Karachi received its first monsoon rain of the year 1969 on July 21. Though the rainfall measured at the airport observatory of the Meteorological Department was only a quarter of an inch, its effect was felt more in the city areas. Soon Karachia was faced with the familiar problems of pools of water accumulating on roads and in low-lying areas.

On July 22, the level of the Karachi Development Authority’s (KDA) water wells at Dumlottee went up considerably high following the one and a half inches of rainfall in 48 hours. With more downpour predicted for the next few days, officials hoped that the water table of the wells would rise further therefore the KDA would be in a position to draw maximum supplies from this source. But, with the good comes the bad: the heavy rains disrupted normal traffic and transport was not easily available to the citizens. Small taxis and auto-rickshaws were busy doing a brisk business by charging high for ‘lifting’ the passengers home [from their workplaces]. On July 23, drivers of all vehicles were advised to be extremely cautious as after the rains depressions at two different places between Defence Housing Society and the bifurcation leading to Korangi township and Korangi Creek were flooded with rainwater.

The weather forced the Karachi Metropolitan Corporation (KMC) to expedite its certain unfinished plans. On July 24, the corporation once again became alive to the hazards of dangerous buildings standing ‘un-demolished’ in the city’s old town area. But the first of them that the corporation had decided to bring down was held up in mid-plan as the occupants on the first floor of the structure obtained a stay order from court. The KMC Architect (Control) was forced to withhold the demolition work. And the problem was much the same for some 50-odd buildings. An official figure showed that a total of 72 structures were declared ‘dangerous’ by the KMC during the year ending in June 1969, and only 17 could be razed to the ground as the owners of the remaining buildings had gone to courts against the KMC orders.

Amidst all of the rain hoopla, the cultural facet to Karachi remained clean as a whistle. On July 25, the many aspects of Raees Amrohvi’s literary and journalistic prowess were discussed at an event held at the Karachi Press Club. He was the chief guest at the first of the club’s newly introduced series of literary sessions with noted poets and writers. On the occasion, he presented a gratifying selection of his poetry –– ghazals, nazms and qata’at. Amrohvi, one of the most prolific Urdu poets and journalists, prefaced his recitation by a commentary on his life and work. He reminisced about the days when he had joined Urdu journalism three decades back describing it as a mission which had now turned into a career. He expressed the same pessimism about the current state of journalism that haunted his poetry. Though he had been writing one quatrain [qata’a] every day for over 20 years, he confessed he found his true expression in the genre of ghazal. He agreed with the notion that his poetry was soaked in skepticism, arguing man’s agonising quest for identity was the prime concern of this age. Man’s fantastic process in some fields of science and his baffling ignorance in other spheres had robbed him of his old beliefs. He also recalled the beginning of his daily qata’a writing for a leading Urdu daily which had become an established feature of Urdu journalism. The first of which, he claimed, was written the day Gandhi died –– Jan 30, 1948 –– and was meant as a filler for the hastily brought out supplement.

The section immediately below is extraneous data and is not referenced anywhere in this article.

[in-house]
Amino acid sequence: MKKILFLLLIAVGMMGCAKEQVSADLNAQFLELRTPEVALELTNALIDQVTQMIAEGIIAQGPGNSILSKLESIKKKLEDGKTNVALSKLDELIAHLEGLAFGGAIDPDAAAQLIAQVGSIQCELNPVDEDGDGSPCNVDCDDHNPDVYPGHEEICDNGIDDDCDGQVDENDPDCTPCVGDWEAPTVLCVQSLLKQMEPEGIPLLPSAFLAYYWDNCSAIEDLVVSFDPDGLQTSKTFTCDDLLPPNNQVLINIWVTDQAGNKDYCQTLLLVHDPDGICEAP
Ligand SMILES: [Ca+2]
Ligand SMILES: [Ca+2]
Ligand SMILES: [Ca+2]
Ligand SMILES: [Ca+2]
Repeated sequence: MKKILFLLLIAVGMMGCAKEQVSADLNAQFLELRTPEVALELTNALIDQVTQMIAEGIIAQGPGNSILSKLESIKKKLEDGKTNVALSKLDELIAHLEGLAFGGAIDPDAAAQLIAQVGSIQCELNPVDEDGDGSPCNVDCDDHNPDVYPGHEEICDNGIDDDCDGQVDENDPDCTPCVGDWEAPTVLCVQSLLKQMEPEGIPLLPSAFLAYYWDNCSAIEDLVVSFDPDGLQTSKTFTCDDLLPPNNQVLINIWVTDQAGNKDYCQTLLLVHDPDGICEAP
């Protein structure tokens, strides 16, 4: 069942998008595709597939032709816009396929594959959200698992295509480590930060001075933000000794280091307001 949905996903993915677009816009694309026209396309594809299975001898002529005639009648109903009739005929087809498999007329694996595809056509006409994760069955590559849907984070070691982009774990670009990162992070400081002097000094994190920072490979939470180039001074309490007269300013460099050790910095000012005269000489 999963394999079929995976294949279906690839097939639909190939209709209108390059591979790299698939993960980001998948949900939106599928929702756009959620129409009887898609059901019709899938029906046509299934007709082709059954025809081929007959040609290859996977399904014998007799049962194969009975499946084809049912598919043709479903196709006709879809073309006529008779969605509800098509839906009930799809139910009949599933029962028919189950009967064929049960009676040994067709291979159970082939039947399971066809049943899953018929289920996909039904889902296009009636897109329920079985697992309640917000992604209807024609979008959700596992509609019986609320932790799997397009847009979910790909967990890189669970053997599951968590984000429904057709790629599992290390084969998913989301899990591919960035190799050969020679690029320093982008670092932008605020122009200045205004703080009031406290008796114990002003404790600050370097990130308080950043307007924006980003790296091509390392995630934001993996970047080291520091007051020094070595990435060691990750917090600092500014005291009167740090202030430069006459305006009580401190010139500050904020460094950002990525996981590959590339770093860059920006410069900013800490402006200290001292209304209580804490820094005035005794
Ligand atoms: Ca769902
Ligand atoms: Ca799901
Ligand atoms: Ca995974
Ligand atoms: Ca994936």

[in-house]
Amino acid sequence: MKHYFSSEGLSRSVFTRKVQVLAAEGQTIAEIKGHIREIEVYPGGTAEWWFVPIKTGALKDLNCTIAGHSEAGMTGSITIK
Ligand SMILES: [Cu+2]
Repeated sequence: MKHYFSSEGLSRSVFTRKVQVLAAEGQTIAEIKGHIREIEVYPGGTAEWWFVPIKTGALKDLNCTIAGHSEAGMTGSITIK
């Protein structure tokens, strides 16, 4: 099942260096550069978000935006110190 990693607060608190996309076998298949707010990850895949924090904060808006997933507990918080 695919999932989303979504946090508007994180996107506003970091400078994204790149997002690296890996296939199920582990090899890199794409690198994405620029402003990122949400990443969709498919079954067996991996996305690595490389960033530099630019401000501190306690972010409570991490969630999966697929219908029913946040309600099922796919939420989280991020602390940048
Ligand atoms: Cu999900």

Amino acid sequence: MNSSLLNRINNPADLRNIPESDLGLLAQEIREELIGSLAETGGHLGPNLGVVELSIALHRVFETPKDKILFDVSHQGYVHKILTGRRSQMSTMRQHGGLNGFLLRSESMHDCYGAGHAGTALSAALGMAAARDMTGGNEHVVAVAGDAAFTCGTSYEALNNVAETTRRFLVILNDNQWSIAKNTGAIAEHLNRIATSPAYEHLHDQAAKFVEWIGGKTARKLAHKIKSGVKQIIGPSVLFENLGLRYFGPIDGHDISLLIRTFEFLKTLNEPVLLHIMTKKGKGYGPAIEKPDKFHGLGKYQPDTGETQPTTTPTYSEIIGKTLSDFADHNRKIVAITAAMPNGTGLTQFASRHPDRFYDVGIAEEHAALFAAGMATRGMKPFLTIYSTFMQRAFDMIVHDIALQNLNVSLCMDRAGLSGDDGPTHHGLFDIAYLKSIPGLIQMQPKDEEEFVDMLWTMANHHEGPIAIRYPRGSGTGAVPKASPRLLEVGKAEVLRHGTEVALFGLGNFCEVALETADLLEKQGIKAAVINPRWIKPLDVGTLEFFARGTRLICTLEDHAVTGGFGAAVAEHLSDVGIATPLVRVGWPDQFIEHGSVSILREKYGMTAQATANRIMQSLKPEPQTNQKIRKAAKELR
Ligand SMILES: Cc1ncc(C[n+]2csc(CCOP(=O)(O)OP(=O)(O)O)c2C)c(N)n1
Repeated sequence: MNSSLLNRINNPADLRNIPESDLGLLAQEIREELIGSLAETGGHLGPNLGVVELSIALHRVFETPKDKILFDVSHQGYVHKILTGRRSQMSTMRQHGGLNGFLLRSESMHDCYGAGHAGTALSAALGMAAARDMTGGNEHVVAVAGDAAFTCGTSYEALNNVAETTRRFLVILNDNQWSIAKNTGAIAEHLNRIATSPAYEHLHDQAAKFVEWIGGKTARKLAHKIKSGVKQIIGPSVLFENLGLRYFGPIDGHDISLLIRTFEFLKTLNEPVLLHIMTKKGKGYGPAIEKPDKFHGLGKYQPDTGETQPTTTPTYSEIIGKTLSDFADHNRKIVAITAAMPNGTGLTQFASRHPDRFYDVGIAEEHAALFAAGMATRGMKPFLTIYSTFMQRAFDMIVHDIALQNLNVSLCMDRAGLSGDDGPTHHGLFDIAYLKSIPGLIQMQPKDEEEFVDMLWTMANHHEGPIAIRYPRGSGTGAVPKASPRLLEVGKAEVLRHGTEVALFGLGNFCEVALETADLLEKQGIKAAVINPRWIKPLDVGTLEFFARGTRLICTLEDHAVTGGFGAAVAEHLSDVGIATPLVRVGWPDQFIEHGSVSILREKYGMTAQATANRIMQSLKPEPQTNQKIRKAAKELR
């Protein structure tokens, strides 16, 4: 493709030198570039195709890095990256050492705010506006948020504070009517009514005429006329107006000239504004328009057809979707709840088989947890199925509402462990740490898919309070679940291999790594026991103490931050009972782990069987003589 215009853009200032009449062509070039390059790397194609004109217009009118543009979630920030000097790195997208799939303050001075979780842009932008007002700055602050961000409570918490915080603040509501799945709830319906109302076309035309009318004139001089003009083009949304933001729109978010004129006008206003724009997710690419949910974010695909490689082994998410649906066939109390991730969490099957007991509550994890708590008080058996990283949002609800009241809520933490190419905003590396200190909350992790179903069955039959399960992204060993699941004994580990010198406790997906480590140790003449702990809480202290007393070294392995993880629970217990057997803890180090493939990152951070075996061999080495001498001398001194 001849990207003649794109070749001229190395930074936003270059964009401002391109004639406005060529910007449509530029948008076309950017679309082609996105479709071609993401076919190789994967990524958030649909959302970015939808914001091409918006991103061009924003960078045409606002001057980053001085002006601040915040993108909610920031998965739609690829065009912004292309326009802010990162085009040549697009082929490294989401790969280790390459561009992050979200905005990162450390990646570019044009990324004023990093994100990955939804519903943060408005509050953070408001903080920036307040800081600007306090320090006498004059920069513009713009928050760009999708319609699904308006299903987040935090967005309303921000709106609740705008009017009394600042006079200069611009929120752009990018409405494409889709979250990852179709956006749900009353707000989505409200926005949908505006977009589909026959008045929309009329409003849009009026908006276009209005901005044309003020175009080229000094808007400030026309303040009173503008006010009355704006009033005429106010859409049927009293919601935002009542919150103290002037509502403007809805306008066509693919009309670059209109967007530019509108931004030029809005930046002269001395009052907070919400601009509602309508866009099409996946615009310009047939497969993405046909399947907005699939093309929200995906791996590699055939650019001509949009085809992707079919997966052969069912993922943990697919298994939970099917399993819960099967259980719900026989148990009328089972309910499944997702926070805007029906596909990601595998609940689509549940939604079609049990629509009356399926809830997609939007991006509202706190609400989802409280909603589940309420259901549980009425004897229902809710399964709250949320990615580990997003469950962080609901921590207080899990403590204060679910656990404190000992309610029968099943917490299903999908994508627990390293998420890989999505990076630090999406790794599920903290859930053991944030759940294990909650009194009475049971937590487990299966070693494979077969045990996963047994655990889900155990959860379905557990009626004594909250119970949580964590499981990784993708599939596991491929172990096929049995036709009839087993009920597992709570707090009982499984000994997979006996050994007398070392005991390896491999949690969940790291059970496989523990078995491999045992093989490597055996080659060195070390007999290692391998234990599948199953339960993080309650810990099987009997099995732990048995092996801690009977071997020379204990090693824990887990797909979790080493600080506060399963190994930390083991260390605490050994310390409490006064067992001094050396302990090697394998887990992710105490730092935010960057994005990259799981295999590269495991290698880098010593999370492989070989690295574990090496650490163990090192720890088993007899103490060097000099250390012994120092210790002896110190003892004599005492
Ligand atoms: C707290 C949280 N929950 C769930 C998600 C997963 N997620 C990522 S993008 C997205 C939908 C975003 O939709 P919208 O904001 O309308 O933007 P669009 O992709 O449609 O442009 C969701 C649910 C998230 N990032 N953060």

Published in Dawn, July 22nd, 2019

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